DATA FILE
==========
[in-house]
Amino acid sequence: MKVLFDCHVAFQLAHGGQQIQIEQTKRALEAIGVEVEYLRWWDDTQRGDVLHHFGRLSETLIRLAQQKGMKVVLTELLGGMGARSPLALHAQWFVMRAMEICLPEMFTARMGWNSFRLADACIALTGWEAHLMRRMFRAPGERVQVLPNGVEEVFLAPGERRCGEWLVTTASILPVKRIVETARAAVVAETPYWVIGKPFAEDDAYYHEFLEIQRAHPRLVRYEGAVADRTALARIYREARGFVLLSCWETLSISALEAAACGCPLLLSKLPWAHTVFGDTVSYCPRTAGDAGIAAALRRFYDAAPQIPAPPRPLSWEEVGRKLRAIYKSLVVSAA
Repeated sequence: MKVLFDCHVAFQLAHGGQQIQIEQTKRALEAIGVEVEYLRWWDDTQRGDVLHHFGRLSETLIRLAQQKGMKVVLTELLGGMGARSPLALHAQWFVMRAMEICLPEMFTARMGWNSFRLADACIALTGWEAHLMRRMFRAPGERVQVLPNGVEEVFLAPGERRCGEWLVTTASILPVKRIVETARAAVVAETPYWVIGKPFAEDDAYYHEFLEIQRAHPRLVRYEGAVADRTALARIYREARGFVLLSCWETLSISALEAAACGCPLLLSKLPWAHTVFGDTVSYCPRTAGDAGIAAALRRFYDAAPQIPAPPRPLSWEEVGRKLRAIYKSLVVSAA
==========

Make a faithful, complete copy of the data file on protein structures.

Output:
[in-house]
Amino acid sequence: MKVLFDCHVAFQLAHGGQQIQIEQTKRALEAIGVEVEYLRWWDDTQRGDVLHHFGRLSETLIRLAQQKGMKVVLTELLGGMGARSPLALHAQWFVMRAMEICLPEMFTARMGWNSFRLADACIALTGWEAHLMRRMFRAPGERVQVLPNGVEEVFLAPGERRCGEWLVTTASILPVKRIVETARAAVVAETPYWVIGKPFAEDDAYYHEFLEIQRAHPRLVRYEGAVADRTALARIYREARGFVLLSCWETLSISALEAAACGCPLLLSKLPWAHTVFGDTVSYCPRTAGDAGIAAALRRFYDAAPQIPAPPRPLSWEEVGRKLRAIYKSLVVSAA
Repeated sequence: MKVLFDCHVAFQLAHGGQQIQIEQTKRALEAIGVEVEYLRWWDDTQRGDVLHHFGRLSETLIRLAQQKGMKVVLTELLGGMGARSPLALHAQWFVMRAMEICLPEMFTARMGWNSFRLADACIALTGWEAHLMRRMFRAPGERVQVLPNGVEEVFLAPGERRCGEWLVTTASILPVKRIVETARAAVVAETPYWVIGKPFAEDDAYYHEFLEIQRAHPRLVRYEGAVADRTALARIYREARGFVLLSCWETLSISALEAAACGCPLLLSKLPWAHTVFGDTVSYCPRTAGDAGIAAALRRFYDAAPQIPAPPRPLSWEEVGRKLRAIYKSLVVSAA